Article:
Donald Trump’s tax plan will make it more simple to pay the government. There are four tax rates under the plan: 25%, 20%, 10% and 0%, eliminating most deductions. The death tax will be eliminated.
According to the website, “The Trump plan eliminates the income tax for over 73 million households. 42 million households that currently file complex forms to determine they don’t owe any income taxes will now file a one page form saving them time, stress, uncertainty and an average of $110 in preparation costs. Over 31 million households get the same simplification and keep on average nearly $1,000 of their hard-earned money.”
Small business should see some relief. Under the new proposed law, all businesses will be paying the same rate. “No business of any size, from a Fortune 500 to a mom and pop shop to a freelancer living job to job, will pay more than 15% of their business income in taxes. This lower rate makes corporate inversions unnecessary by making America’s tax rate one of the best in the world.” A corporate inversion occurs when a U.S. company incorporates in another country to avoid paying high taxes here on income not earned in the U.S.
The Ninth Circuit affirmed a ruling against Gotham Garage, a maker of replica automobiles from movies and television shows. Gotham Garage sells a “Batmobile,” which looks like the original. DC Comics claims it owns a copyright in the Batmobile and the design is protected intellectual property. The Ninth Circuit ruled the Batmobile’s appearance and other distinct attributes make it a “character” that cannot be duplicated without permission from its owner. “As Batman so sagely told Robin, ‘In our well-ordered society, protection of private property is essential,'” 9th Circuit Judge Sandra Ikuta, writing for a unanimous three judge panel stated in her opinion.
Larry Zerner, an attorney for defendant, said he was disappointed in the ruling. He argues the law states that automobile designs are not subject to copyright. “My client just sells cars,” Zerner said. “The car is not a character. The car is a car.”
The replica automobiles sell for $90,000 each.
The Justice Department may soon reveal the details of a criminal settlement with GM over its failure to recall vehicles with defective ignition switches. The deal will require GM to plead to wire fraud and pay a penalty of approximately $1 billion. “GM is expected to enter a deferred prosecution agreement under which the government will eventually seek to dismiss the case if the company abides by the deal’s terms, according to the people familiar with the matter.” Corporations, even though they are not natural persons, can be found guilty of crimes and be fined.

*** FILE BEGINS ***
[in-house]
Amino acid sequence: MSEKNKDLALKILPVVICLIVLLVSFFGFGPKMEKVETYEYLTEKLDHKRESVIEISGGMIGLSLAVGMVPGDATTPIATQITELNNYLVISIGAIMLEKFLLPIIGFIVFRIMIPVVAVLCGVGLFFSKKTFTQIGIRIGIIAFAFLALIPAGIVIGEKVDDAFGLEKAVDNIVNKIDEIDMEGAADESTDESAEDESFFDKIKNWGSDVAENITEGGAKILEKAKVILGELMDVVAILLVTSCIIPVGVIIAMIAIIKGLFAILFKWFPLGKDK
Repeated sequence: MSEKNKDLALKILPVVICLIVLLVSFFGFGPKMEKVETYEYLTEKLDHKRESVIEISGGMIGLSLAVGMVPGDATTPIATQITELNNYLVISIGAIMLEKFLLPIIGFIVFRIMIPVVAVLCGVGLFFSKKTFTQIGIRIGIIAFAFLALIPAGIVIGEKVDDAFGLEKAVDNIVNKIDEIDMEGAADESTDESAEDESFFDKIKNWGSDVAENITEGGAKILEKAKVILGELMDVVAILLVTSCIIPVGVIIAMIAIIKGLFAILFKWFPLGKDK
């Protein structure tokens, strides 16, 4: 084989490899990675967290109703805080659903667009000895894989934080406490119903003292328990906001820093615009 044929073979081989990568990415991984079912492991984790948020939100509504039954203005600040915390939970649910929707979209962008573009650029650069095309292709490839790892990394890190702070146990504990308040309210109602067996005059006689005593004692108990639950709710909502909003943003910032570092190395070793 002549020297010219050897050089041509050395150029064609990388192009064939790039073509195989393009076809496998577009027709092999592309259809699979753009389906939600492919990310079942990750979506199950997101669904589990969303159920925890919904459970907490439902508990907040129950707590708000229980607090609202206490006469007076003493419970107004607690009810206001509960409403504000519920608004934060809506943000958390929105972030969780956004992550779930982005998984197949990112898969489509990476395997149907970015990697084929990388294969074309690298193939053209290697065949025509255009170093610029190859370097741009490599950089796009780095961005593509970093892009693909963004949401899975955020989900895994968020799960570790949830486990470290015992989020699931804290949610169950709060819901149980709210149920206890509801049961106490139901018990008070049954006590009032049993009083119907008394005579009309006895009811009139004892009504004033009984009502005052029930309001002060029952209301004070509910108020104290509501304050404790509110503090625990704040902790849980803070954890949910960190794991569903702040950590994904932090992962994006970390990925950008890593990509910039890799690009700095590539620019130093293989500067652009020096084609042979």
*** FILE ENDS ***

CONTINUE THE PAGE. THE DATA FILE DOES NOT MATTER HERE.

The claim is over the ignition switch, which can slip out of the run position and disable airbags, power steering, and brakes. The Justice Department alleged GM failed for over a decade to warn drivers of the safety issue even though GM knew about the problem. In one estimate, more that 100 people died and more than 200 were injured as a result of the switch failing.
A federal court has ruled that the House of Representatives, collectively, has standing to sue the Executive Branch over a provision in the Obama-care legislation dealing with cost-sharing subsidies. These subsidies are intended to help lower income people with their deductibles and co-pays. “Many legal observers expected the lawsuit to fail on standing: that Congress wouldn’t be able to show a way in which the Obama administration had harmed legislators, a prerequisite for a court challenge.”
House Republicans argue these subsidies are being illegally paid by the Treasury to insurers and claims the House “never appropriated” the funding. The House alleges it “has been injured, and will continue to be injured, by the unconstitutional actions of defendants . . . which, among other things, usurp the House’s legislative authority.”
Courts hear cases and controversies, and unless a plaintiff has sustained some type of injury, courts cannot take the case and will dismiss it for lack of standing. But here, the court found the House has standing to sue because they are allegedly harmed as an institution, not as individual members. The court held, “The Congress is the only body empowered by the Constitution to adopt laws directing monies to be spent from the U.S. Treasury. . . . Yet this constitutional structure would collapse, and the role of the House would be meaningless, if the Executive could circumvent the appropriations process and spend funds however it pleases. If such actions are taken . . . the House as an institution has standing to sue.”